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Ukrainian President Volodymyr Zelenskyy virtually addresses the U.S. Congress on March 16, 2022, at the US Capitol Visitor Center Congressional Auditorium, in Washington, D.C.

Ukrainian President Volodymyr Zelenskyy virtually addresses the U.S. Congress on March 16, 2022, at the US Capitol Visitor Center Congressional Auditorium, in Washington, D.C. (J. Scott Applewhite, Pool, AFP via Getty Images/TNS)

WASHINGTON (Tribune News Service) — The Biden administration is backing Ukrainian President Volodymyr Zelenskyy’s efforts to negotiate a peaceful end to Russia’s invasion of his country as it continued to accuse Russian forces of deliberately targeting civilians in what would amount to war crimes, top U.S. officials said Sunday.

“We have supported the negotiations that President Zelenskyy has attempted to do with the Russians,” Linda Thomas-Greenfield, U.S. ambassador to the United Nations, told CNN, though she quickly sought to temper expectations. “And I do use the word ‘attempted’ because the negotiations seem to be one-sided, and the Russians have not leaned into any possibility for a negotiated and diplomatic solution. ... But we’re still hopeful that the Ukrainian effort will end this brutal war.”

Zelenskyy had told CNN on Sunday that “without negotiations, we cannot end this war,” a day after calling for direct talks with Russian President Vladimir Putin to end the conflict.

“Russian forces have come to exterminate us, to kill us,” he said speaking through an interpreter. “If there is just a 1% chance to stop this war, we need to do that.”

Zelenskyy’s pleas come as Ukrainian officials on Sunday accused Russia of bombing an art school in the besieged city of Mariupol where hundreds had taken shelter. Zelenskyy in a daily address said the attack will “go down in history” as a war crime.

“The terror the occupiers did to the peaceful city will be remembered for centuries to come,” Zelenskyy said.

In a Saturday statement on Telegram, the city council of Mariupol said that “several thousand” residents had been taken to camps in Russian territory. Thomas-Greenfield said she could not confirm the reports but added it would be “unconscionable for Russia to force Ukrainian citizens into Russia, and put them in what will basically be concentration and prisoner camps.”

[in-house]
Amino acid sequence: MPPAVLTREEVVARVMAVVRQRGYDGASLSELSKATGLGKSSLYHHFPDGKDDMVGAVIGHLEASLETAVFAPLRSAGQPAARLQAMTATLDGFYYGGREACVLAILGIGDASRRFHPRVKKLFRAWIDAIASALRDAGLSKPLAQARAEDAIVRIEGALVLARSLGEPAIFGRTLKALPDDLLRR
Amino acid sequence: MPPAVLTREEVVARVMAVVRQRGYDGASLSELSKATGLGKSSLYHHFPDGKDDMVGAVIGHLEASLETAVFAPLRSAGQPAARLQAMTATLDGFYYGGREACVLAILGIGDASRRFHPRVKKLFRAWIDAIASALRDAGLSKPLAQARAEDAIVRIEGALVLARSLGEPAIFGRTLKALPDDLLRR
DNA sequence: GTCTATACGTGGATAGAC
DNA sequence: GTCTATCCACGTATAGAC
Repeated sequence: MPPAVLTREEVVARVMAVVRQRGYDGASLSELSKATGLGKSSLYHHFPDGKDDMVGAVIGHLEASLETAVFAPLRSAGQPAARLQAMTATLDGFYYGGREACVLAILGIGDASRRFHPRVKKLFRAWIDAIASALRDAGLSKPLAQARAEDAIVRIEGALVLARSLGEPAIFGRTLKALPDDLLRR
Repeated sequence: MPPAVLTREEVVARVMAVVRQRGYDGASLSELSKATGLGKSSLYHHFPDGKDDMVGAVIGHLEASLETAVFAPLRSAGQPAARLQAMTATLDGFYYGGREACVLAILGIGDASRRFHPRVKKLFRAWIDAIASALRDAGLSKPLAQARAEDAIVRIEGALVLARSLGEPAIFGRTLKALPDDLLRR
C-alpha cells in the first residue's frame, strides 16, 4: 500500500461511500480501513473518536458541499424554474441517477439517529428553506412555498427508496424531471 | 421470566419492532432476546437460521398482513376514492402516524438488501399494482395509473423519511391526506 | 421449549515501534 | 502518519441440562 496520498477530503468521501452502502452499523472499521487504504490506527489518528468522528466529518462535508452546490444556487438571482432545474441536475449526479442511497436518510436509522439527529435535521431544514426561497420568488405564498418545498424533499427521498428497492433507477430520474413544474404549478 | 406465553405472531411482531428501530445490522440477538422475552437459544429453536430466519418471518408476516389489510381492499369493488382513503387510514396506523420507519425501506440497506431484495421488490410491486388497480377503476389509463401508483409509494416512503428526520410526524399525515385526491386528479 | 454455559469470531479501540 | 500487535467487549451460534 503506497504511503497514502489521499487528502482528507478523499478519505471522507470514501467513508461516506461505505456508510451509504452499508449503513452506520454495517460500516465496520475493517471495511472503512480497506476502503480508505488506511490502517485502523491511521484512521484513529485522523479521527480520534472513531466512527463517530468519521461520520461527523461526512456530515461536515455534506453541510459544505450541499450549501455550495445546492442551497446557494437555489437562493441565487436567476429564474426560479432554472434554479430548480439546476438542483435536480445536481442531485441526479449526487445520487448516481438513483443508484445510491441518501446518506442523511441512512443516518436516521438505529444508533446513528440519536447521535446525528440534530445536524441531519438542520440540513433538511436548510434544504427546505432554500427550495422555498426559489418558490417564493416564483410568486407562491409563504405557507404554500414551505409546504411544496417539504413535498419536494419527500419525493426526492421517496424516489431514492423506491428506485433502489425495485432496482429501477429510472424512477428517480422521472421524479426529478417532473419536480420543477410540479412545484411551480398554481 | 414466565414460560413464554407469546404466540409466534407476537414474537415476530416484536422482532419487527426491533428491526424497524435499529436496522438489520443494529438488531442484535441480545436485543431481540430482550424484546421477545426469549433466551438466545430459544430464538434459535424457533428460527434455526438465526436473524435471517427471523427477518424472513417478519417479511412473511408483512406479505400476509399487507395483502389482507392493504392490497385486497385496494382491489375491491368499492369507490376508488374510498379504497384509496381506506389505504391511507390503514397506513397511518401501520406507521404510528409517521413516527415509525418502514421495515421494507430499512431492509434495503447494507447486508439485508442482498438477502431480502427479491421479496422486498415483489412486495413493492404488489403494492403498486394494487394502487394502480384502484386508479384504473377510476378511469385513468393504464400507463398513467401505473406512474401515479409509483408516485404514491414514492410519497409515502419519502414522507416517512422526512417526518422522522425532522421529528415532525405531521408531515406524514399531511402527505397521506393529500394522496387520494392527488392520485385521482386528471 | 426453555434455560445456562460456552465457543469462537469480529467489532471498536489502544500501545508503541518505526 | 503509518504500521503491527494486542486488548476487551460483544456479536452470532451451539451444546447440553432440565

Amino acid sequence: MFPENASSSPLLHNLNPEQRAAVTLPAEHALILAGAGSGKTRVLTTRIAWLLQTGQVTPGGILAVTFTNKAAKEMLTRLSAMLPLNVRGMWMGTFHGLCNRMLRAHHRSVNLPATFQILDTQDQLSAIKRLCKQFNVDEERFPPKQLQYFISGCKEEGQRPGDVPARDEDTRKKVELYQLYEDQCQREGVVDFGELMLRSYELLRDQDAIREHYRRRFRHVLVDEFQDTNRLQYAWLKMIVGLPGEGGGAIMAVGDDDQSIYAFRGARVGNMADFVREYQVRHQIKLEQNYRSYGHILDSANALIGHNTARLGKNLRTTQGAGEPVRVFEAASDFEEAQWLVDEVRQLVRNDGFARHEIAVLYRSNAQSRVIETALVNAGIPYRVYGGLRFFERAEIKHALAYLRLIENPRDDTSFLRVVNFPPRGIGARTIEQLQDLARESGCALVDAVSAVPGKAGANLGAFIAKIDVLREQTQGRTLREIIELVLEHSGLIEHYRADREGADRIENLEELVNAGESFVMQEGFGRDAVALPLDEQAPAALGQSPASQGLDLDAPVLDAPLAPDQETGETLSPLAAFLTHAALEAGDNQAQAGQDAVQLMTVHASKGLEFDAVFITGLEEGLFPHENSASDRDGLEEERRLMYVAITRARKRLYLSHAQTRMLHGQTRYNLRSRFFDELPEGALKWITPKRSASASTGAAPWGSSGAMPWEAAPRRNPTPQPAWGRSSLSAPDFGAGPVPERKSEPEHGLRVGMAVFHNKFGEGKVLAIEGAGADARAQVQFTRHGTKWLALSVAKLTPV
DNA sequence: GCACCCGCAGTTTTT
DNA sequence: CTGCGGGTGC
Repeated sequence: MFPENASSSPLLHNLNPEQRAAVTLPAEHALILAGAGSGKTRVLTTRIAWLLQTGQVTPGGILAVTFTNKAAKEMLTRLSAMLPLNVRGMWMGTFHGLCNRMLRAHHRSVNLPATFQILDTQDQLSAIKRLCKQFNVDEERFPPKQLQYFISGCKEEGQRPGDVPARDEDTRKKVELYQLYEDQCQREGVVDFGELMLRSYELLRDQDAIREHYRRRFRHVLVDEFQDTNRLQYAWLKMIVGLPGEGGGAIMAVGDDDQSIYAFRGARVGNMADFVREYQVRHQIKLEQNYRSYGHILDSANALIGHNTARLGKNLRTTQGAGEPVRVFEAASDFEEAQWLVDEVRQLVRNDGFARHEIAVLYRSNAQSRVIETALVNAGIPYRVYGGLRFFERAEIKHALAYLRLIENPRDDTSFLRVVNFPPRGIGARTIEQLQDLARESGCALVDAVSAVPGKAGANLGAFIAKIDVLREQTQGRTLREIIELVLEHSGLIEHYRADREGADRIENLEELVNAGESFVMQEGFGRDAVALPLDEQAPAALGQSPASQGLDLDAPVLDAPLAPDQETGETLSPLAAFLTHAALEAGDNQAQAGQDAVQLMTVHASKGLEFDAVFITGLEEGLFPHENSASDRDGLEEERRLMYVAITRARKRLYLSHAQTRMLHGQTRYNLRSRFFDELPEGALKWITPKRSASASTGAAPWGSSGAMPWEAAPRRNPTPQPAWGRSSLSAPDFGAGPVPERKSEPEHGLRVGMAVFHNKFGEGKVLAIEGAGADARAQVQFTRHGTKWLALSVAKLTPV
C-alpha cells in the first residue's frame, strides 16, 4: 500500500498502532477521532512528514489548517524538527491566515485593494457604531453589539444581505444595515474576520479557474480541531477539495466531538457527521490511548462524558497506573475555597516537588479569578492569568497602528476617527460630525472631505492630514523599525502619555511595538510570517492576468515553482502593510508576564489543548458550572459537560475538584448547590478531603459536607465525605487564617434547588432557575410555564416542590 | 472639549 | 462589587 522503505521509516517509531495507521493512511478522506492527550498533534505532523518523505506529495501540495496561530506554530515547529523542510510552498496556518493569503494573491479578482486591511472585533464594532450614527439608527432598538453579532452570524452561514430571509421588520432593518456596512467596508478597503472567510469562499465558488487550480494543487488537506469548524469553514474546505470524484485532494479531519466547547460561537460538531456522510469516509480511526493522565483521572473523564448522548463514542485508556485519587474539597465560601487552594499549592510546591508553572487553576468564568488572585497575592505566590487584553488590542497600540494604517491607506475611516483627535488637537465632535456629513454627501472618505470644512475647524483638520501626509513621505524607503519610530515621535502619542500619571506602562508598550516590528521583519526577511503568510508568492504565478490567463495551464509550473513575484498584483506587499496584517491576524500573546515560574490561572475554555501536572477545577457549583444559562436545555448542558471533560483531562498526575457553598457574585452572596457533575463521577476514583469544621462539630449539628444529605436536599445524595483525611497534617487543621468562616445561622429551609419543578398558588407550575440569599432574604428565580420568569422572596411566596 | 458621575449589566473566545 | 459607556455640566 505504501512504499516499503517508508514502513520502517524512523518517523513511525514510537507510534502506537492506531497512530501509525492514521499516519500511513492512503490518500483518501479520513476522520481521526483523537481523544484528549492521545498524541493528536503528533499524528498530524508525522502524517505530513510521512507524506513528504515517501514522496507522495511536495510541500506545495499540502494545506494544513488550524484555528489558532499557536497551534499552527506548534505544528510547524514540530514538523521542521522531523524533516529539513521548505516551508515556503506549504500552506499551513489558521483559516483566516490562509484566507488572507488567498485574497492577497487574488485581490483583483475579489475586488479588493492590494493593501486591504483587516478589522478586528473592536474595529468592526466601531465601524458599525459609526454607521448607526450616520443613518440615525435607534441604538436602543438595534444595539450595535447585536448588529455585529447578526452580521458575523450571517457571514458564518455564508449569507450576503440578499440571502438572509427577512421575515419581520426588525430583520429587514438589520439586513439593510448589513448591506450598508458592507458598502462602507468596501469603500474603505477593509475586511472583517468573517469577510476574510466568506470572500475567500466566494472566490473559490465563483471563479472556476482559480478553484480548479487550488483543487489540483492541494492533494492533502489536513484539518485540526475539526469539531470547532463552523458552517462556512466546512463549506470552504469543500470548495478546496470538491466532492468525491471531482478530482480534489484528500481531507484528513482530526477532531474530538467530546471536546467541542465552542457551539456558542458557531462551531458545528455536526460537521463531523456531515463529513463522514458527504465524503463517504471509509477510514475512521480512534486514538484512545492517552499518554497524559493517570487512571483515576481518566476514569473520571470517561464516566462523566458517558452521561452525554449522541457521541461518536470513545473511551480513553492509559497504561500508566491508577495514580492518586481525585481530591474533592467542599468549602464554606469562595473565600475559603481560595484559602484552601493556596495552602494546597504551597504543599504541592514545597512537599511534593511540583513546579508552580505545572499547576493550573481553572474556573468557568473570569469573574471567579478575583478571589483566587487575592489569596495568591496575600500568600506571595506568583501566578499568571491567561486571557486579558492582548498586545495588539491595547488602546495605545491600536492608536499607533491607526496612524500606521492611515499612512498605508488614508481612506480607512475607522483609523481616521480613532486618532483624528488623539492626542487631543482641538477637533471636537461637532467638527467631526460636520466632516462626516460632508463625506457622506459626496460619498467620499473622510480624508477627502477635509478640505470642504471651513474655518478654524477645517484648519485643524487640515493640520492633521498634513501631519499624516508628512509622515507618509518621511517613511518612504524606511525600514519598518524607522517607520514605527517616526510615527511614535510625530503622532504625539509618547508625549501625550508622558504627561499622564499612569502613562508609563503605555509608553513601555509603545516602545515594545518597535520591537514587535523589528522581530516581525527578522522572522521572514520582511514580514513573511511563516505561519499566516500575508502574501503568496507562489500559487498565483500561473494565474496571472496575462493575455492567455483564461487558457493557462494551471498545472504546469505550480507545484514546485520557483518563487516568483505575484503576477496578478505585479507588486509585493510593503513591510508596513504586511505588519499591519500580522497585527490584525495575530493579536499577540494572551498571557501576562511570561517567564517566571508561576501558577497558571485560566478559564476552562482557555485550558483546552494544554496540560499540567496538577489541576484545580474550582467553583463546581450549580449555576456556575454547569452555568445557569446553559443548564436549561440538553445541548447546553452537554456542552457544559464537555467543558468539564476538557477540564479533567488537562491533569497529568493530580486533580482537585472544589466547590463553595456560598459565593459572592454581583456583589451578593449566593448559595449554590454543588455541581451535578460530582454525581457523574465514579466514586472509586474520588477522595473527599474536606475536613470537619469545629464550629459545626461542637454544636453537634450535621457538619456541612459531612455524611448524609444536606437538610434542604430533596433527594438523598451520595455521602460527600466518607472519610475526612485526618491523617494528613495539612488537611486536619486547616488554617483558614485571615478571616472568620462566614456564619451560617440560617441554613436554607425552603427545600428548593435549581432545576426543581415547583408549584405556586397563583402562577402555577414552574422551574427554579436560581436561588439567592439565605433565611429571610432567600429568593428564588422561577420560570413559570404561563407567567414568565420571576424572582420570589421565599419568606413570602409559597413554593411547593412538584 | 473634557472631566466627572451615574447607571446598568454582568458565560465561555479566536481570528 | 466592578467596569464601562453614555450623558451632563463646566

U.S. officials have been critical of Russian attacks on hospitals, schools and other infrastructure since it launched its invasion on Feb. 24. Defense Secretary Lloyd J. Austin III on Sunday accused Putin of targeting “cities, towns and civilians” because “he’s not been able to achieve the goals as rapidly as he wants to achieve.”

Austin said that Putin’s tactics were “disgusting” and that intentionally targeting civilians would constitute war crimes. His comments echoed those by President Joe Biden who last week called Putin a “war criminal.”

U.S. and Western officials are also concerned that Putin may order the use of chemical and biological weapons. To lay the groundwork for such an attack, the Kremlin has been leveling “spurious accusations that the U.S. was supporting Ukraine’s chemical weapons program,” Thomas-Greenfield said.

“This is a ‘false flag’ effort by the Russians,” she said. “They are advancing what they might intend to do. We have seen it happen before. They are the ones who’ve used chemical weapons. They used them in Syria. They have used chemical weapons against their own people. And we are concerned that they may use chemical weapons in Ukraine.”

The United Nations has said that nearly 900 civilians have been killed so far in Ukraine, and more than 3 million people have fled the nation, setting off a refugee crisis. NATO nations are scrambling to handle the potential humanitarian disaster while ratcheting up pressure on Putin to withdraw his forces.

Biden plans on traveling to Brussels to attend an emergency NATO summit to discuss measures the alliance can take to further counter Putin. Since the invasion, the U.S. and its allies have imposed stiff economic sanctions on the Kremlin, curtailed imports of Russian oil and restricted airspace to Russian commercial air traffic. In the hopes of stiffening Ukrainian resistance to the Russian onslaught, the U.S. and NATO members have boosted the flow of arms, humanitarian supplies and financial assistance to Kyiv.

While stressing the U.S. commitment to defending NATO countries against any Russian attack and bolstering its troop presence in Europe, Biden has said he will not dispatch troops to Ukraine. U.S. officials believe such a step would probably set off a broader conflict.

Zelenskyy has invited Biden to Kyiv, a trip that was ruled out on Sunday by Thomas-Greenfield and White House press secretary Jen Psaki. In a tweet, Psaki said the NATO summit “will be focused on continuing to rally the world in support of the Ukrainian people and against President Putin’s invasion of Ukraine, but there are no plans to travel into Ukraine.”

The invasion has not gone the way Putin and his military commanders had hoped. Much of the fighting throughout the country has reached a stalemate, according to experts and U.S. officials.

A report by the Institute for the Study of War, a Washington think tank, released on Saturday assessed that “Ukrainian forces have defeated the initial Russian campaign of this war.”

“The initial Russian campaign to seize Ukraine’s capital and major cities and force regime change has failed,” the report said.

©2022 Los Angeles Times.

Visit latimes.com.

Distributed by Tribune Content Agency, LLC.


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